Free UK delivery on all orders over £30

What is Fair Trade and Why Does it Matter?

In a world that needs kindness, buying Fair Trade is one way you can make a big difference. But what does Fair Trade actually mean? And what difference does Fair Trade really make?

What is Fair Trade? Fair Trade producers making products

Explore hundreds of ethical and sustainable Fair Trade products at Good Things.

What's the difference between Fair Trade and Fairtrade?

Good question, and one I was asking not long ago. Essentially Fair Trade (two words) is about how things are produced and Fairtrade (one word) is about what things are made from.

Fair Trade is about making sure the way the products are made is fair, and this is certified by organisations like the World Fair Trade Organisation (WFTO) or the British Association of Fair Trade Shops and Suppliers (BAFTS).

The Fairtrade Foundation accredits particular ingredients and sets a minimum fair price for them. You might have seen the Fairtrade Foundation logo on products like coffee, chocolate, cotton and sugar - or products containing these ingredients. Find out more about the Fairtrade Foundation and what they do

Here we'll look further into Fair Trade. 

Making fair trade products - Weaving Hope

Above: Weaving Hope make beautiful hand-loomed cotton toys in Sri Lanka - accredited by the British Association of Fair Trade Shops and Suppliers (BAFTS). Their supplier in Sri Lanka reinvest profits into health education and skills training in rural areas

The definition of Fair Trade

The globally recognised definition of Fair Trade, according to the World Fair Trade Organisation:

"Fair Trade is a trading partnership, based on dialogue, transparency and respect, that seeks greater equity in international trade. It contributes to sustainable development by offering better trading conditions to, and securing the rights of, marginalized producers and workers – especially in the South.

Fair Trade Organisations have a clear commitment to Fair Trade as the principal core of their mission. They, backed by consumers, are engaged actively in supporting producers, awareness raising and in campaigning for changes in the rules and practice of conventional international trade."

 So what does that mean?

What is Fair Trade infographic

Fair trade means paying fair prices for the products we buy and the work and skill involved in making them. It means ensuring those producers are working in safe and healthy conditions. Fair Trade promotes responsible production and consumption, with respect for the environment and using sustainable practices. You can be confident Fair Trade products have not been made using child labour or forced labour. Fair Trade organisations must be inclusive and cannot discriminate based on factors like age, ethnicity or HIV status. Crucially Fair Trade empowers, creating fairer trading relationships, rather than exploiting those who are poorer or in a weaker bargaining position.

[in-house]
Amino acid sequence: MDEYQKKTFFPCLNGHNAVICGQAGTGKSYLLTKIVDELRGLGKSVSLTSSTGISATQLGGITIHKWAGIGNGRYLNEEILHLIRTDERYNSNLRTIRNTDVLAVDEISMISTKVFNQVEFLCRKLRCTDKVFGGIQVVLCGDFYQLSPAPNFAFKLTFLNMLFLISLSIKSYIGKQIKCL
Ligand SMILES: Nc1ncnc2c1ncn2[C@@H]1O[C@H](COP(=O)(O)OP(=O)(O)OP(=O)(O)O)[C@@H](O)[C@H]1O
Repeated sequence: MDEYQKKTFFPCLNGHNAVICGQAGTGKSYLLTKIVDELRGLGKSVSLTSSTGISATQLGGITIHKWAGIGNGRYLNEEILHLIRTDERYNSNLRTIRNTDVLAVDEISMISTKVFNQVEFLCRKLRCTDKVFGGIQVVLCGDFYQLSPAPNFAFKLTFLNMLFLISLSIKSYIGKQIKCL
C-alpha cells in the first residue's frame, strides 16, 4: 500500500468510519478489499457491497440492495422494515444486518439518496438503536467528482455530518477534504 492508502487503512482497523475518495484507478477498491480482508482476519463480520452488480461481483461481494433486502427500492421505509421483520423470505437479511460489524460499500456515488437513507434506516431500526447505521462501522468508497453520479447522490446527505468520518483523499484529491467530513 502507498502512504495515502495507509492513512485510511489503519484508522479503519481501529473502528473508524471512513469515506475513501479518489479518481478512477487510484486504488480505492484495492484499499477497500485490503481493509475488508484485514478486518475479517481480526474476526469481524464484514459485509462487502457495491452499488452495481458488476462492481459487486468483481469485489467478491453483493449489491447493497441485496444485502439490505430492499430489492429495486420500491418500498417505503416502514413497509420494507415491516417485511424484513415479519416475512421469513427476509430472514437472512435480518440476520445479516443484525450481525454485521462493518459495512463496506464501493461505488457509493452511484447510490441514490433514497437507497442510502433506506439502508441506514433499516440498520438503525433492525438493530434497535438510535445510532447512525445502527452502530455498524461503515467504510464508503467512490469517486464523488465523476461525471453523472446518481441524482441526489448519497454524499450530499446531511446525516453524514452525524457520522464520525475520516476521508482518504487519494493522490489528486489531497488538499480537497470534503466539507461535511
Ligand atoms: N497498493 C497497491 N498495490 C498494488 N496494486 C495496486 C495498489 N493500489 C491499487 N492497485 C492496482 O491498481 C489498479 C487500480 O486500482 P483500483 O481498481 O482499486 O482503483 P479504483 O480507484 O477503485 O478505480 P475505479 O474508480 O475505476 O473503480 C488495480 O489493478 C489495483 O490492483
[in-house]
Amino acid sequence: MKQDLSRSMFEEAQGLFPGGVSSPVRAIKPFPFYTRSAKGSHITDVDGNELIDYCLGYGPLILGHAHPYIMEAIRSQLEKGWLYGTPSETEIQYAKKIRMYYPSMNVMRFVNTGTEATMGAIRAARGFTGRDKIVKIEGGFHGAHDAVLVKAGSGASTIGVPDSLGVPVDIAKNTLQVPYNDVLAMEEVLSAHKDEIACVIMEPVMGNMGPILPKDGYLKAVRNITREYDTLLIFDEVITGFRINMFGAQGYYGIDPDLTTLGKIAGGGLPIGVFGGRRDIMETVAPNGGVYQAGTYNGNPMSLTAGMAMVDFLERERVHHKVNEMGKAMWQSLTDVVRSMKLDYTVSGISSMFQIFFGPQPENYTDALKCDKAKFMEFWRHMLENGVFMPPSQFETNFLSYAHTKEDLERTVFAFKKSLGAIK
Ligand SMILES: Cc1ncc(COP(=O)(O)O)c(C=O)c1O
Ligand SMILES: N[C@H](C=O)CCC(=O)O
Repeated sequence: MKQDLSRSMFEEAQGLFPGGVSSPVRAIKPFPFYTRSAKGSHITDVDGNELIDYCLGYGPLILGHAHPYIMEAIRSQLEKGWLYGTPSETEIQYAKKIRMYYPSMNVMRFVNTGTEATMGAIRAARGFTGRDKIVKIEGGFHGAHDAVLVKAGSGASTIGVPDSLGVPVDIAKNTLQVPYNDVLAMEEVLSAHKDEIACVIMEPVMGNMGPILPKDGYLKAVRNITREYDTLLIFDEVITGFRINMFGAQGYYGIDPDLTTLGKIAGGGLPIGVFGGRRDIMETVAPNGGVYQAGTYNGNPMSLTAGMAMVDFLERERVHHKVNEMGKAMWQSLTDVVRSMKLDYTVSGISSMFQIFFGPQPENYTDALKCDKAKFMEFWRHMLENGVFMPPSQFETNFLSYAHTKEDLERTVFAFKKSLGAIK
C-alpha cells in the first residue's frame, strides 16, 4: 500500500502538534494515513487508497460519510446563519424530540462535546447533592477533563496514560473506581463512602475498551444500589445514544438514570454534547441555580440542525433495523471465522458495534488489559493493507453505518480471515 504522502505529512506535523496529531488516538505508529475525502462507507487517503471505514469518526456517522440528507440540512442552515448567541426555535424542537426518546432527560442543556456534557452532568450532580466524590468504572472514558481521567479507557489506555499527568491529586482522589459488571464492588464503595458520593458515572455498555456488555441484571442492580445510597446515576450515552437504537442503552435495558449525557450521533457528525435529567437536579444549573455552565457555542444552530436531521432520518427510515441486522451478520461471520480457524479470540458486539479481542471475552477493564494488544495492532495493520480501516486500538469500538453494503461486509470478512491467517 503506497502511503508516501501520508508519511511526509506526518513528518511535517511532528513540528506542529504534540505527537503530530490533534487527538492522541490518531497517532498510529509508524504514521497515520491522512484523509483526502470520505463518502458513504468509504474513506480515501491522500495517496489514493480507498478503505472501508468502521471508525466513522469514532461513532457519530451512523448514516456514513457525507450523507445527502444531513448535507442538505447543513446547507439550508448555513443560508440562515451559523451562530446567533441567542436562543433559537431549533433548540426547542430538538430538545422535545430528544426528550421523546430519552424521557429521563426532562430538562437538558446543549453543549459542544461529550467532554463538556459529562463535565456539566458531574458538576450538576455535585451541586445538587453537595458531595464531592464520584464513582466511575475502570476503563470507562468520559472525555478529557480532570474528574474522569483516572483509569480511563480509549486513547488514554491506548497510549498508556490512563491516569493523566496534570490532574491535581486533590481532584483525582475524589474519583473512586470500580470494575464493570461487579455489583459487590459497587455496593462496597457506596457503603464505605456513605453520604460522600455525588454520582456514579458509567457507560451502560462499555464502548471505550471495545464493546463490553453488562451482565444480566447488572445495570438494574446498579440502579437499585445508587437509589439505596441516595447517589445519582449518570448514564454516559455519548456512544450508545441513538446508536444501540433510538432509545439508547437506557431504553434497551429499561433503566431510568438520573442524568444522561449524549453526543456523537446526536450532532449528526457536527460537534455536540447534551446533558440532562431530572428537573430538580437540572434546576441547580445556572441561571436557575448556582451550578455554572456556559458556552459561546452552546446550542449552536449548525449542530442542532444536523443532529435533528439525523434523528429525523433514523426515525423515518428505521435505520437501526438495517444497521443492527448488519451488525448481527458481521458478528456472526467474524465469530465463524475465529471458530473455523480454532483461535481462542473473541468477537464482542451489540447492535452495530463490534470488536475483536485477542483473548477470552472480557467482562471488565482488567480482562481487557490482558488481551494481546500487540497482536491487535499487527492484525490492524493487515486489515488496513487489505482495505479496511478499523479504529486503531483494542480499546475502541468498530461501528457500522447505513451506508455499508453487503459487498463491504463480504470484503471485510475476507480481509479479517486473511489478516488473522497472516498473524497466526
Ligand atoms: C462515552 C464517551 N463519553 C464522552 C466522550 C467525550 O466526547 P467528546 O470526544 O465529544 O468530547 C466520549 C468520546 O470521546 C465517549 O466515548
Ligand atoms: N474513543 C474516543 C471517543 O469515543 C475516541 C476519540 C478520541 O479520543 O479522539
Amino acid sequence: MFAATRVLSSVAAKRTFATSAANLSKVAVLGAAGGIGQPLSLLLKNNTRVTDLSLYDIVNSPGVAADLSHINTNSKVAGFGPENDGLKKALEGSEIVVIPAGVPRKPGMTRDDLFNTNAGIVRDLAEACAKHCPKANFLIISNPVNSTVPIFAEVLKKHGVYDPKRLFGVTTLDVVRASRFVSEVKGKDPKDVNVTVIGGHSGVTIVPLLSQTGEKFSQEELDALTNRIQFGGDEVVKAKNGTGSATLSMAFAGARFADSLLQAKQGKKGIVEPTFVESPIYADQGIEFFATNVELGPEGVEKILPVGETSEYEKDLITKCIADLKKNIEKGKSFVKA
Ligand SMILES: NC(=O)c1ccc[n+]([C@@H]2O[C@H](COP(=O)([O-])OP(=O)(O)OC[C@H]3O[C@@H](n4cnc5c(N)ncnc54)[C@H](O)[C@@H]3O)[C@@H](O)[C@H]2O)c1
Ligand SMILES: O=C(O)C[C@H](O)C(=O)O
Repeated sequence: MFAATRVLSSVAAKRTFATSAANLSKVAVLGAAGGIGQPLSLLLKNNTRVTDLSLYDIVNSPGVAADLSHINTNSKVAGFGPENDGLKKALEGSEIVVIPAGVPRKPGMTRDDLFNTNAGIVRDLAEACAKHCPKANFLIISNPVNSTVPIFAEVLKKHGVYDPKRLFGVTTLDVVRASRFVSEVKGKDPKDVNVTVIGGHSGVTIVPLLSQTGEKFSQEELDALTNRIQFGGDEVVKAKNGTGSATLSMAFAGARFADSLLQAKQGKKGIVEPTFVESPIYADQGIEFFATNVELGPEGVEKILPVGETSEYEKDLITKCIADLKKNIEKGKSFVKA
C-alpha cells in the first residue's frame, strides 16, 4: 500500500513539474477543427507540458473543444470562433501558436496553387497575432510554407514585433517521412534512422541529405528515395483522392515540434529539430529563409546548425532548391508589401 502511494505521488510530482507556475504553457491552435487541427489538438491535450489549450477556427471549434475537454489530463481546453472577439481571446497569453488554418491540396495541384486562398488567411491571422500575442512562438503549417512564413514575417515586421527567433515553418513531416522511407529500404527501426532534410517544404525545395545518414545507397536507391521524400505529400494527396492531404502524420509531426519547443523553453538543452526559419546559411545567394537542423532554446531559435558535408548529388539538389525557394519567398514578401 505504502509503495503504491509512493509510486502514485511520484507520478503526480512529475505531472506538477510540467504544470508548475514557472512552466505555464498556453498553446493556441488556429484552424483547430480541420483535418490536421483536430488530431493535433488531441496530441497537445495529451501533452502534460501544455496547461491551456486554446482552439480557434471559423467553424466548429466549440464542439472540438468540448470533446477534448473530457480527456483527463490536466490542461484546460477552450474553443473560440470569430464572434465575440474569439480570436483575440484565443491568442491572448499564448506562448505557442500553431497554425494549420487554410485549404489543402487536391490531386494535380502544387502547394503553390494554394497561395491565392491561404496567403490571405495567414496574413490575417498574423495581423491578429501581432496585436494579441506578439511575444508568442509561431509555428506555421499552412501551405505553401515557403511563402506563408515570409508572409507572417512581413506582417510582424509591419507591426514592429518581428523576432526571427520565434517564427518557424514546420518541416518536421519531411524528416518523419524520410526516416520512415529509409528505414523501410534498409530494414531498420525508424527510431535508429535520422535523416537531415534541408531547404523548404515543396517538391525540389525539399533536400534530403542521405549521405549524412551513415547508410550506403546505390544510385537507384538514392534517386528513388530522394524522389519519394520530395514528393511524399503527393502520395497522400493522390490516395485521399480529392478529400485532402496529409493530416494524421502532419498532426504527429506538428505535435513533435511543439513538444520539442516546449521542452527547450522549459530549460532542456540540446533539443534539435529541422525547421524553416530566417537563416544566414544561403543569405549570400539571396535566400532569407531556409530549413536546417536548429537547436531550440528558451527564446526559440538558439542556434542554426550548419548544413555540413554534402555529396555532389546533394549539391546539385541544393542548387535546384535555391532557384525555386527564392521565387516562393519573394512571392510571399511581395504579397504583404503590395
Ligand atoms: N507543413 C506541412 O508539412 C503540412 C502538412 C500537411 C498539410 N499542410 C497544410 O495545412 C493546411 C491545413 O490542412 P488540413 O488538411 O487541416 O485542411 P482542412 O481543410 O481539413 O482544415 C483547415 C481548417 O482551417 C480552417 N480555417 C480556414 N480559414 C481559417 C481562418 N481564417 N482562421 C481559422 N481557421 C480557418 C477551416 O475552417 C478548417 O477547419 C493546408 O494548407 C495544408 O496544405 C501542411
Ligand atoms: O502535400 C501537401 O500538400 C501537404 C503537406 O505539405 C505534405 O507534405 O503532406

Clemence - fair trade work at Cards from Africa

Above: Clemence makes handmade cards from recycled materials at Cards from Africa. This Fair Trade organisation supports young, orphaned adults in Rwanda. Many of the young card-makers missed years of school because of the civil war during their childhood. The organisation develops young adults' confidence and life skills, while also providing fairly paid work in good conditions. For many this experience is a vital stepping stone out of poverty and into a new career. Find out more about No Ordinary Greetings Card: How Cards From Africa Are Changing Lives Through Fair Trade

The Ten Principles of Fair Trade

Fair Trade organisations must be committed to the ten principles of Fair Trade.

The ten principles of Fair Trade image

Find out more about the 10 principles of Fair Trade.

And why does this matter?

So what impact does that have? Actually a major one. What you buy and choosing to support Fair Trade suppliers has a significant impact - for people and the planet. Choosing Fair Trade products is a relatively simple way to make a positive change as part of your day-to-day life.

Fair Trade ends poverty

In a world where extreme poverty and inequality is increasing, nearly a million people around the world are feeling the benefits of being part of a Fair Trade Enterprise. All these people earn a fair wage, as opposed to one dictated by a powerful corporation. This must be at least the local living wage which affords a decent standard of living for a worker and their family.

No forced labour or child labour

Around the world a staggering 152 million children are victims of child labour and 40.3 million people are in modern slavery. Buying Fair Trade means you can be sure no one was coerced to work against their will. Producers must adhere to the UN Convention on the Rights of the Child, meaning children are protected from economic exploitation.

When parents and carers are paid a fair wage their children can stay at school for longer because there's less financial pressure on the family and this income can contribute towards school fees.

Fair Trade cultivates gender equality